When the long days of summer turn into shorter days of fall, this can only mean one thing: winter will soon be here! For these few months, you probably won’t need your lawn mower, shovels, hoses or your grill. However, before you bring out the sleds, ski equipment, snow blowers and snowshoes, you’ll need to put away your summer tools.

 

 

Getting ready for winter is about more than just storing your tools, though. Before you start organizing everything, you’re also going to want to give them a thorough cleaning. Prior to putting everything away for the season, here are a few things to think about:

  • Ensure your tools are free of any leftover grass clippings, dirt or other debris. Wipe, rinse and dry all outdoor tools and toys. Be sure to check shovels, rakes, the lawn mower, trowels and patio furniture.
  • Drain the gas from lawn equipment since letting it sit for more than three months will lead to ethanol breakdown. Lawn mowers, weed whackers and leaf blowers fall into this category.
  • Lubricate any parts that move. From the blades of the lawn mower to the rotary cultivator, dabbing a little oil at the joints will help keep them fresh once springtime rolls around.

When you’ve gotten all your tools clean and ready, it’s finally time to store them. Here are four tips to help you do so:

 
1. Grills

During the winter, your grill should be stored under a tarp in your garage. Since you won’t need it for a while, be sure to put it in a spot that won’t be in the way as you’re trekking through your garage to locate your skis.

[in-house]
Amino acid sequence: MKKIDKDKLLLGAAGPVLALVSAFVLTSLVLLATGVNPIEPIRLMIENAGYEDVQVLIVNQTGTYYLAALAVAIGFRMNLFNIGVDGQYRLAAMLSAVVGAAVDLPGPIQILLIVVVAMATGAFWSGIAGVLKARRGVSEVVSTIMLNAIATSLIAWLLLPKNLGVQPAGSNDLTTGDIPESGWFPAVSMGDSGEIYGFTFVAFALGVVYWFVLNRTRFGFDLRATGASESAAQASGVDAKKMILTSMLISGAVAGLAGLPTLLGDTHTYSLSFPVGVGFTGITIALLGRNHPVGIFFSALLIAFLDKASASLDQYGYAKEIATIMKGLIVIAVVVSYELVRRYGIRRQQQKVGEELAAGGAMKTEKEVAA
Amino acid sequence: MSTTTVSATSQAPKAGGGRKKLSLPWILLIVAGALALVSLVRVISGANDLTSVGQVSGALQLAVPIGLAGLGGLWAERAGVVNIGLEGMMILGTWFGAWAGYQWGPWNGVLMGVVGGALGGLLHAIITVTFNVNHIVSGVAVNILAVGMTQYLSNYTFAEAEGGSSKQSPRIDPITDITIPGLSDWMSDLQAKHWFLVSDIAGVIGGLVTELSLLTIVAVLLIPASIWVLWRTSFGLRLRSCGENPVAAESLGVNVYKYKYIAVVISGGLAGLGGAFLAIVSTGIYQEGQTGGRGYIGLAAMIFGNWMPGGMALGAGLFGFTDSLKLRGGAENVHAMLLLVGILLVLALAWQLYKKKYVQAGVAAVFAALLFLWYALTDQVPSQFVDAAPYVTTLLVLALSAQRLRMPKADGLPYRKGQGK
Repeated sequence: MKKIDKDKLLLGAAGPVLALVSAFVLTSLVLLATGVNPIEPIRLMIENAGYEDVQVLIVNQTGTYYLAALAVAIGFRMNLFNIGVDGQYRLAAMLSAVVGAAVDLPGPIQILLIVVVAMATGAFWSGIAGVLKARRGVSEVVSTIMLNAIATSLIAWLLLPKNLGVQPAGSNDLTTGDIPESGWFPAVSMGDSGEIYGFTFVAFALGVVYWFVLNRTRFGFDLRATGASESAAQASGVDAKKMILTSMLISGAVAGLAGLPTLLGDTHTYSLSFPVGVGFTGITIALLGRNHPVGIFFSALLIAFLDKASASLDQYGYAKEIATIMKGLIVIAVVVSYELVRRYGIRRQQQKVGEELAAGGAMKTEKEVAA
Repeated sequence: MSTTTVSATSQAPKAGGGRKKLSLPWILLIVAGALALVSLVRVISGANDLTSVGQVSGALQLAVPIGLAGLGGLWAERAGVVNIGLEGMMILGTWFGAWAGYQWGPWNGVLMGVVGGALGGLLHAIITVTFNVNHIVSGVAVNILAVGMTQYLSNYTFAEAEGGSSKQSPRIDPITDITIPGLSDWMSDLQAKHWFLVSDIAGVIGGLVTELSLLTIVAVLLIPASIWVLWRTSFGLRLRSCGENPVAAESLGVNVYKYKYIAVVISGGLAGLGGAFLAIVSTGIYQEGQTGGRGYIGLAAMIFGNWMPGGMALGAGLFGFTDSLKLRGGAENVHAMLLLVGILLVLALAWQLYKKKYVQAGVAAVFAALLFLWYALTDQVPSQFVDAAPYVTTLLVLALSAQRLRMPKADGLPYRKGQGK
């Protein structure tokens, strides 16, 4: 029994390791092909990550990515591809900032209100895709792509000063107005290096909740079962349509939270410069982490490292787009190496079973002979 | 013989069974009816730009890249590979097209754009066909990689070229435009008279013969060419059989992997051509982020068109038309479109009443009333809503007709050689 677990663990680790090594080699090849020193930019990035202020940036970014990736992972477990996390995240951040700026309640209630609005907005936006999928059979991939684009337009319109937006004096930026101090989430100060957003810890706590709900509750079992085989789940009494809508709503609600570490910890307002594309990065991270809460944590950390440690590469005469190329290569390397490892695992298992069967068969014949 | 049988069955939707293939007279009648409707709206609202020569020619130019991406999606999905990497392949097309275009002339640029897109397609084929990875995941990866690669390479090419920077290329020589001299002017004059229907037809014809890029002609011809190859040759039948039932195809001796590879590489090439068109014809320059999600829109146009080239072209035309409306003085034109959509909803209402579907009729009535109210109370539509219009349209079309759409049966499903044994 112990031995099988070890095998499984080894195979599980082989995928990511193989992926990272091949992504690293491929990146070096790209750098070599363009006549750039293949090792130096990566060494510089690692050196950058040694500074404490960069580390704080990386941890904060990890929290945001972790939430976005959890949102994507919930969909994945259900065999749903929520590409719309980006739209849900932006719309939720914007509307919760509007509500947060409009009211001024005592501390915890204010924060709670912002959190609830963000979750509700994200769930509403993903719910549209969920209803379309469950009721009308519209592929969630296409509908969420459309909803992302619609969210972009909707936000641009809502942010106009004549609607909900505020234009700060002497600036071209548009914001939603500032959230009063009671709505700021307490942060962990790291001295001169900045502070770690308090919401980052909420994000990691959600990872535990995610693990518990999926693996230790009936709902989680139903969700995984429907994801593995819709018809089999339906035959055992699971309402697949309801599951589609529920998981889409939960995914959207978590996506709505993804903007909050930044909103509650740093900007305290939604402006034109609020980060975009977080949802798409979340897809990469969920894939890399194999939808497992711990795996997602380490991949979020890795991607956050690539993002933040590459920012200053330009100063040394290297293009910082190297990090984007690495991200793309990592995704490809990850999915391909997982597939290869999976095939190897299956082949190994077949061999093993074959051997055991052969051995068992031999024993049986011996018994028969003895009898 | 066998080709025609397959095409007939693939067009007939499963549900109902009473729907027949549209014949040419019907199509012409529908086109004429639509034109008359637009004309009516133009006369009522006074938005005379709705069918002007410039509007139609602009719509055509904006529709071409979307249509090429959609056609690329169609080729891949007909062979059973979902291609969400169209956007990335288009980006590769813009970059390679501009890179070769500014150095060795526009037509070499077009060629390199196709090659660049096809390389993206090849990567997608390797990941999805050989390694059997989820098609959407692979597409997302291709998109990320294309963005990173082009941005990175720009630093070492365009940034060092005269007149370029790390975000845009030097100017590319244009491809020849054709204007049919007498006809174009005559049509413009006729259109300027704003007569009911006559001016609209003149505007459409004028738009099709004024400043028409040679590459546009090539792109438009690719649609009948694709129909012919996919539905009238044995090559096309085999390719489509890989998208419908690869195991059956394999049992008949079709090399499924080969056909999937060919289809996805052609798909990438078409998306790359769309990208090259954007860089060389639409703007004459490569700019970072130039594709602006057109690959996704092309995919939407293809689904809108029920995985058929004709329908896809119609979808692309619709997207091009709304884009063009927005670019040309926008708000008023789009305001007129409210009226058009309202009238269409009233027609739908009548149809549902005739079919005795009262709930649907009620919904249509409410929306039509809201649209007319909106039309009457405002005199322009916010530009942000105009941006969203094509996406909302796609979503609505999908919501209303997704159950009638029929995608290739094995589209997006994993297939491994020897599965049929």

2. Lawn mowers

In the summer, you store your snow blower in the far corner of your garage in order to make room for your lawn mower. In the winter, it’s time to do the opposite. The easiest way to store your mower for the season is to swap places with your snow blower for a few months. That means designating it to an out-of-the-way corner of your garage so it doesn’t get in the way during its off-season.

 
3. Gardening tools

There’s no need to fret about where to store your gardening tools in the winter if you have the proper shelving units to hold them for the season. Long-handled tools, such as rakes, can be placed in a tall garage cabinet along with larger tools, like loppers and grass shears. Smaller tools – think trowels and handheld tillers – can be organized in containers on shelves.

 
4. Outdoor furniture

Your patio furniture might have been designed to weather the elements, but that doesn’t mean you should leave it outside all winter. It should be stored in an area that stays dry, ideally in your garage. If you have to leave your outdoor furniture outside, be sure to cover it securely with a tarp, place it in a relatively dry area, and raise it up off the ground to keep it from getting wet.

By using these tips, not only will you keep your summer tools clean and ready for use, but you’ll also have a more organized garage!